Four Essential Methods for Successful Sales

There is a science to sales. Despite rumors to the contrary, sales is really not magic. True, certain personality types have a proclivity to sales, but no, personality types alone will not determine the success or failure of sales efforts. From the perspective of a business owner, or a head of sales and marketing, the success or failure of sales efforts should depend on a disciplined application of several methods including:

  1. Creating a formal sales plan that includes a realistic, achievable and satisfactory (meaning sustainable) dollar (or any other currency) volume of sales revenue to be achieved on a monthly, quarterly, semi-annual, and annual basis
  2. Plotting a useful chronological model of the sales cycle for the specific product or service sold by the business
  3. Calculating the number of prospect opportunities required to produce the volume of sales revenue required to meet the business plan given the amount of time (chronological length of the sales cycle for the product or service you are selling)
  4. Reporting regularly (daily, weekly, monthly, quarterly, semi-annually, and annually) on actual activity undertaken to deliver a successful result to the sales plan. These regular reports should include summaries of sales activity, prospect lists, lists of prospects who have expressed an interest in buying the product or service including a record of whether or not identified prospects went ahead and bought the product together with an assessment of why the sale did or did not happen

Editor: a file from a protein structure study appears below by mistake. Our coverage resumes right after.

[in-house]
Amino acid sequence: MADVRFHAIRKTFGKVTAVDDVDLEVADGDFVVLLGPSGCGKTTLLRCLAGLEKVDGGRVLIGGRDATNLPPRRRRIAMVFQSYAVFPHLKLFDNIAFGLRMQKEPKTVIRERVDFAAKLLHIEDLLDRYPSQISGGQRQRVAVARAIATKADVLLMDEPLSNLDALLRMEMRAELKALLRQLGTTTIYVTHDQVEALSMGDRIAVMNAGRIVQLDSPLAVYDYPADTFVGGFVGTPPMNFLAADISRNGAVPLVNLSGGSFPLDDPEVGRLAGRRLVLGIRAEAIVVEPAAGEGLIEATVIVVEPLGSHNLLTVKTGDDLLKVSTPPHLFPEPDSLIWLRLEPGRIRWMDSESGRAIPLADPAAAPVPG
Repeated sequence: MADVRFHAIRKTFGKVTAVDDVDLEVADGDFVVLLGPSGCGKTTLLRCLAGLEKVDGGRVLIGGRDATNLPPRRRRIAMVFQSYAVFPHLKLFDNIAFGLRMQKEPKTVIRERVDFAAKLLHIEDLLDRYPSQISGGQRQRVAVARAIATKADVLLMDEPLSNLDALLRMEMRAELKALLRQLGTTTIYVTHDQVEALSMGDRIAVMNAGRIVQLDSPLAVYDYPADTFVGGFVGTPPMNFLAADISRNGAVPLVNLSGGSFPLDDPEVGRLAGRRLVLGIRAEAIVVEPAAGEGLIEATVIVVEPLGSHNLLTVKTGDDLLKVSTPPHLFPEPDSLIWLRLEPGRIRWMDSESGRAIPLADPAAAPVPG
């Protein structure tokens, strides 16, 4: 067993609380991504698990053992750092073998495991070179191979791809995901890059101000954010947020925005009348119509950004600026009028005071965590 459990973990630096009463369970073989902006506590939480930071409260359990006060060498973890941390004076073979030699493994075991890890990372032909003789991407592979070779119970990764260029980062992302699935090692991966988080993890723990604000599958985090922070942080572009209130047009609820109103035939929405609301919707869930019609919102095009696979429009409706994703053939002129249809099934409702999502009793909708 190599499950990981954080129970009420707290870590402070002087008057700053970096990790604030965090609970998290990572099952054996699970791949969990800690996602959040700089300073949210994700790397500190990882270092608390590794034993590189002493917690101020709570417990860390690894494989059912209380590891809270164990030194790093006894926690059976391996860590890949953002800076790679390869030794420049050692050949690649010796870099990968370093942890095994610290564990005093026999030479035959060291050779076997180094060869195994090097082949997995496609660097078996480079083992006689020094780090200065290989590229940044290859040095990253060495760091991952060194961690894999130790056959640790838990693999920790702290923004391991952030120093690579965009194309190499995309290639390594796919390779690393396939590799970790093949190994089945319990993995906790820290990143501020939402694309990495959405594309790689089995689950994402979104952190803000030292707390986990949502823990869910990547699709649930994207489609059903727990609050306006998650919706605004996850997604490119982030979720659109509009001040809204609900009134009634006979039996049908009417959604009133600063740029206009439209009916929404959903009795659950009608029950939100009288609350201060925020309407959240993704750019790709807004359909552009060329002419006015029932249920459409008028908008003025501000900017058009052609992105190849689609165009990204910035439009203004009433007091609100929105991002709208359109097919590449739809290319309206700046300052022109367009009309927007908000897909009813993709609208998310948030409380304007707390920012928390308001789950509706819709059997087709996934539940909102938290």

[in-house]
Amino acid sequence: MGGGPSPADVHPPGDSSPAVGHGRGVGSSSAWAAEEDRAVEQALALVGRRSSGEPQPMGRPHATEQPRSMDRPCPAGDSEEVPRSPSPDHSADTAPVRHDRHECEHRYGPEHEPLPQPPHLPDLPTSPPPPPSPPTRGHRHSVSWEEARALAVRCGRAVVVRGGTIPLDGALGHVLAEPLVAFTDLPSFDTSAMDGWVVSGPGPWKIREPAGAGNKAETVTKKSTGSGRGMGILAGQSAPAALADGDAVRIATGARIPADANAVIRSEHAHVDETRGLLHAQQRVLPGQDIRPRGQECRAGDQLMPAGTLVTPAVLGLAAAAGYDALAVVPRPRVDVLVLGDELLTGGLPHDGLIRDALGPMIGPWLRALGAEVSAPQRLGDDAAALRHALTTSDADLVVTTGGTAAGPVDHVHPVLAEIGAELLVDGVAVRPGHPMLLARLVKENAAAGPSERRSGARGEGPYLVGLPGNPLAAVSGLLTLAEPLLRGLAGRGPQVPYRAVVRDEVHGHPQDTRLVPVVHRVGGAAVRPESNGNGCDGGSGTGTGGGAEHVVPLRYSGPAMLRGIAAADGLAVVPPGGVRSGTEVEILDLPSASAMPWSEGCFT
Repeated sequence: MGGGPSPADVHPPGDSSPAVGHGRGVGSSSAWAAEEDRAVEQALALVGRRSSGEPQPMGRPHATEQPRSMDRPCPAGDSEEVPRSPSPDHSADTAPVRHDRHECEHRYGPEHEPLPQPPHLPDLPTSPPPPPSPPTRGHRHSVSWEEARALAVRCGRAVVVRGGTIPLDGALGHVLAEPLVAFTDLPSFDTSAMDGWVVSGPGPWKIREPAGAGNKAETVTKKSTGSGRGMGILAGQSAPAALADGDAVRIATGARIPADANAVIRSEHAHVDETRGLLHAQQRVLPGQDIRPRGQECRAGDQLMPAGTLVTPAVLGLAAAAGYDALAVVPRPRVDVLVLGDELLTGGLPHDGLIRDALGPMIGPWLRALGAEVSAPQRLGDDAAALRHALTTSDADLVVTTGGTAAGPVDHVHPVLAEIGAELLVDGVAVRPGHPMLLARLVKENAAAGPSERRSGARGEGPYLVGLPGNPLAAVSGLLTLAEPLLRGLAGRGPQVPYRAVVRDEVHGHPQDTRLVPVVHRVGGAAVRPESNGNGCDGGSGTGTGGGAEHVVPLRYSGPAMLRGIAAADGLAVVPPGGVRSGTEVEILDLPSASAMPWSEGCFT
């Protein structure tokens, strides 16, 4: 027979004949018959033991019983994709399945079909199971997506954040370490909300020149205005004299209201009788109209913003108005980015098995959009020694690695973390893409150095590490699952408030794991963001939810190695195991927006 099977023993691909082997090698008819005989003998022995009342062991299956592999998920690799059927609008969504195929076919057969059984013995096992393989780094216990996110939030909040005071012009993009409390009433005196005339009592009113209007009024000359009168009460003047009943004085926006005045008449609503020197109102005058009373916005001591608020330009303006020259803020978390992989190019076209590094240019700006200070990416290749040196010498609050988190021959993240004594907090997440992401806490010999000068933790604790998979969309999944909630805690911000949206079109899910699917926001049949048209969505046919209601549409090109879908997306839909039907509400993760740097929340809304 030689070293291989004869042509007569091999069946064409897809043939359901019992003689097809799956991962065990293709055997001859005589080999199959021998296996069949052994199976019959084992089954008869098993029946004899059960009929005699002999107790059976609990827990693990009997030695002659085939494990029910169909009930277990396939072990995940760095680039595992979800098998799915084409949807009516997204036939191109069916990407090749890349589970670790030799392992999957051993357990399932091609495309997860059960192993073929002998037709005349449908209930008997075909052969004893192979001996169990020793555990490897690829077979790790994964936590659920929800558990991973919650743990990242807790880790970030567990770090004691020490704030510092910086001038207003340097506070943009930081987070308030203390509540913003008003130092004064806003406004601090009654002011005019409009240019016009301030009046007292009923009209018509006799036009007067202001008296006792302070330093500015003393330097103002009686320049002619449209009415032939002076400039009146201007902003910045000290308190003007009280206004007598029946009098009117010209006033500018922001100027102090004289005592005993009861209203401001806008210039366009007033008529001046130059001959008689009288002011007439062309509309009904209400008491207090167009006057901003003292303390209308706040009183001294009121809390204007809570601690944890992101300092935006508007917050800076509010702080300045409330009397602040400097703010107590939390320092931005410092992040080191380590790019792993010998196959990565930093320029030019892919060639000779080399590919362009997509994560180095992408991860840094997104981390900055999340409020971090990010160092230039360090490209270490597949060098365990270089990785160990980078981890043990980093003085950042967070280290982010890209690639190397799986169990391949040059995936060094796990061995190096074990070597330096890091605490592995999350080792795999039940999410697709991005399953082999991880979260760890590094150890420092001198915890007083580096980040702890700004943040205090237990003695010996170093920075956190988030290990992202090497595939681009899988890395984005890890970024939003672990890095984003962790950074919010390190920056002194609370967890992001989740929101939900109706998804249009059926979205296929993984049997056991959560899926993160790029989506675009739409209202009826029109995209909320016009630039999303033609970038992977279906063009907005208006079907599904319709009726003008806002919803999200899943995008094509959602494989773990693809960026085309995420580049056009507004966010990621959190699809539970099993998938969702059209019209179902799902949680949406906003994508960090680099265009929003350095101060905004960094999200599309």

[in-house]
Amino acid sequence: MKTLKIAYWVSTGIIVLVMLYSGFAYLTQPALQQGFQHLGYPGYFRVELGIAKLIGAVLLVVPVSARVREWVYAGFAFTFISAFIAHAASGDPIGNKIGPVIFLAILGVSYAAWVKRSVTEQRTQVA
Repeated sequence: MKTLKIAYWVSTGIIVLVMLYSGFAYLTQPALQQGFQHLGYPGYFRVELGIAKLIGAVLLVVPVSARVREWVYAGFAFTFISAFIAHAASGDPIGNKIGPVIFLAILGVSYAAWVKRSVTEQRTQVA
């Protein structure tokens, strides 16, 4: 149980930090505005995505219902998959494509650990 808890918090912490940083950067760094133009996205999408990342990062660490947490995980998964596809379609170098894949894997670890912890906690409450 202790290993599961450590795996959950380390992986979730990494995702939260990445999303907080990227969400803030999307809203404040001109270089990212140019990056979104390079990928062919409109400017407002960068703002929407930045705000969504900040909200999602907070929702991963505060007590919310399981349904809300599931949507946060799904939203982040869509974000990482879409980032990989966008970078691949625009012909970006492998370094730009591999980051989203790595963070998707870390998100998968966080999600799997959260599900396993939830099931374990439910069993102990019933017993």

In my experience, merely the ability to deliver successfully on points one through four often spells the difference between success and failure for a business. Fact is that most managers and businesses lack the stamina and determination to follow through on each of these critically important steps. Realistically, simply following through with these steps can open an opportunity to redesign products or services that have not been thoroughly thought through, effectively buying time to “change the wheels” on the “bus” while you “drive”.

Of course, the question then becomes whether these methods will produce a remedy sooner, or later. The preference is always for sooner, but really the “heavy lifting” in the area of product management is the responsibility of marketing, not sales. The boon and the bane of it is that sales can continue to trudge along regardless of the success or failure of product marketing; hence the close alignment, as I see it, between sales and marketing for businesses with new technology that operate under the radar.

Over time, the practice of these methods will provide management with the most accurate picture of what it takes to successfully operate. Plan on the initial effort to be a crap shoot. Be willing to revise on the fly.

© IMB Enterprises, Inc. & Ira Michael Blonder, 2011 All Rights Reserved

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